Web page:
We will explore these questions both near and far, using the Lehigh Valley, the United States and the global community as our subjects for comparison. We will reflect on our past, take a snapshot of our current understanding of health and benchmark standards of what constitutes healthiness, and ponder our collective next steps, remembering at every point of the analysis that in our contemplation of our physical, mental, spiritual, and social well-being, we are asking the most basic questions about our understanding of the human condition.
Dr. Virginia Adams O’Connell
Dr. Kerry H. Cheever
Co-directors of the Health Care Center of Investigation
Fall Convocation | September 12
The Fall Convocation for the College, Comenius Center, and Moravian Theological Seminary,will be held on Thursday, September 12.
Fall Convocation combines both a “welcome-to-the-term” event with a major speaker. It is a time to gather as a campus community to celebrate the start of a new academic year and the arrival of enthusiastic students, and to recognize academic achievement.
The 2013-14 Cohen keynote speaker will be Paul Root Wolpe, Ph.D., bioethicist, sociologist, educator, writer, and researcher. He will present the Cohen keynote address, "Re-Creation: The Biotechnological Restructuring of Life.”
Wolpe is the Asa Griggs Candler Professor of Bioethics, and holder of the Raymond F. Schinazi Distinguished Research Chair in Jewish Bioethics, a professor in the departments of medicine, pediatrics, psychiatry, and sociology, and the director of the Center for Ethics at Emory University. Wolpe examines the ethical implications of new science ̶ genetic modification, neuroscience and other breakthroughs that stretch our current philosophy to the breaking point. He's the first senior bioethicist at NASA, among other appointments.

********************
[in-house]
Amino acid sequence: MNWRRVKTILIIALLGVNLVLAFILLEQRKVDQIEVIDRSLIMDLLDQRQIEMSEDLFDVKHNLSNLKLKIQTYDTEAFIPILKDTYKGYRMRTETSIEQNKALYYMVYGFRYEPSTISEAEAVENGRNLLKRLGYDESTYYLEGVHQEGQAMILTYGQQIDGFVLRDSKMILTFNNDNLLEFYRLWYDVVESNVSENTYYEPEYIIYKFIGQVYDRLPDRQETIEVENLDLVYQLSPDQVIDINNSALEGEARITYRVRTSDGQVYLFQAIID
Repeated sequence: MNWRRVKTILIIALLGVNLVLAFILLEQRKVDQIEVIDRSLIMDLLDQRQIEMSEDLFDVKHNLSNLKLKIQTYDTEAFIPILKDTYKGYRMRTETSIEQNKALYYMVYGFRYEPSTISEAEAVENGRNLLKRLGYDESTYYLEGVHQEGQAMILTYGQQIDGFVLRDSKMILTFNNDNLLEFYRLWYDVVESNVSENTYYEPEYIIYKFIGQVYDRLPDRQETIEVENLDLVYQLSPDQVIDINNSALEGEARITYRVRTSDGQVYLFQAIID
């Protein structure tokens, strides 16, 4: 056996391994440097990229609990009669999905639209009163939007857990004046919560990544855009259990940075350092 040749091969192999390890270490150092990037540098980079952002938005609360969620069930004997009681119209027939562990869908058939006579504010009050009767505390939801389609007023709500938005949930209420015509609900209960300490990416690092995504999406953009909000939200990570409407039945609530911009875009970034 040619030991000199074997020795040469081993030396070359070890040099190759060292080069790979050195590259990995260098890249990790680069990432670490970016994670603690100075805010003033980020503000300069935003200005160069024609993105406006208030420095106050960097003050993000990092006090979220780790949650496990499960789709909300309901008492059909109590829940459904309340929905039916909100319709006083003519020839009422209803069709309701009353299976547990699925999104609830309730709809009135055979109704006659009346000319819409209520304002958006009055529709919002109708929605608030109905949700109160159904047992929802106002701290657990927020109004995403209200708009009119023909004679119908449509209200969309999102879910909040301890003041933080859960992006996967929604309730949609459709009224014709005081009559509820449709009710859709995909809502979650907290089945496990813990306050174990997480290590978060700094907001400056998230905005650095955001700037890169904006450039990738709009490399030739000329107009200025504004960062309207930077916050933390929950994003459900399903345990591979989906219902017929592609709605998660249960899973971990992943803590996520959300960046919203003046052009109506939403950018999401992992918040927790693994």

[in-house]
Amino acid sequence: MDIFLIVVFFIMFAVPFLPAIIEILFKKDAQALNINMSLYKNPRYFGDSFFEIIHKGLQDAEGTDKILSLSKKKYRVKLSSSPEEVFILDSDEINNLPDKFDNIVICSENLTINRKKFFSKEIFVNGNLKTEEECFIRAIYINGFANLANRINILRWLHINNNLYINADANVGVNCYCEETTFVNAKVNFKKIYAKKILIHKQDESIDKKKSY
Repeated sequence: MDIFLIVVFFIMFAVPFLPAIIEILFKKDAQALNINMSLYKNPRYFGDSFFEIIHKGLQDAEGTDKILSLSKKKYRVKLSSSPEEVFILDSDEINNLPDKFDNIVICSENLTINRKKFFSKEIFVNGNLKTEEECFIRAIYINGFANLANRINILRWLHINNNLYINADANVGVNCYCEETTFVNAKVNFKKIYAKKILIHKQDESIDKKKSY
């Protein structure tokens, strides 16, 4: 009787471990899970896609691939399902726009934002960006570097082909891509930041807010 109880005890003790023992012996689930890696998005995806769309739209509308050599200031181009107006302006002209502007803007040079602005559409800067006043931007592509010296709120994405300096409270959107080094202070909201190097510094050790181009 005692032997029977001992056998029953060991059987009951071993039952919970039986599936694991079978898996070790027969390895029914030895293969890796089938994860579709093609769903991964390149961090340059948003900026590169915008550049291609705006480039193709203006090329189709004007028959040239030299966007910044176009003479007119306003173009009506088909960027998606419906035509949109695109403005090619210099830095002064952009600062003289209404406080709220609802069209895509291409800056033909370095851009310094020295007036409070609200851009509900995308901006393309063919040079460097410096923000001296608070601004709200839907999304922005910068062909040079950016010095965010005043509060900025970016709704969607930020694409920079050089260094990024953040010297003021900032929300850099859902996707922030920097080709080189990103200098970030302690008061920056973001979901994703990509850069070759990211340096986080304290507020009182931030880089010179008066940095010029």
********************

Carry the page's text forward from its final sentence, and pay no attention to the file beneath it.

Dr. Wolpe has authored over 100 articles, editorials and book chapters focusing on the social, religious and ideological impact of biotechnology on the human condition. Considered one of the founders of the field of neuroethics, which examines the ethical implications of neuroscience, he also writes about other emerging technologies, such as genetic engineering, nanotechnology and prosthetics, in addition to his work across many other fields of bioethics. He sits on many national and international non-profit organizational boards, and consults for academic institutions and the biomedical industry.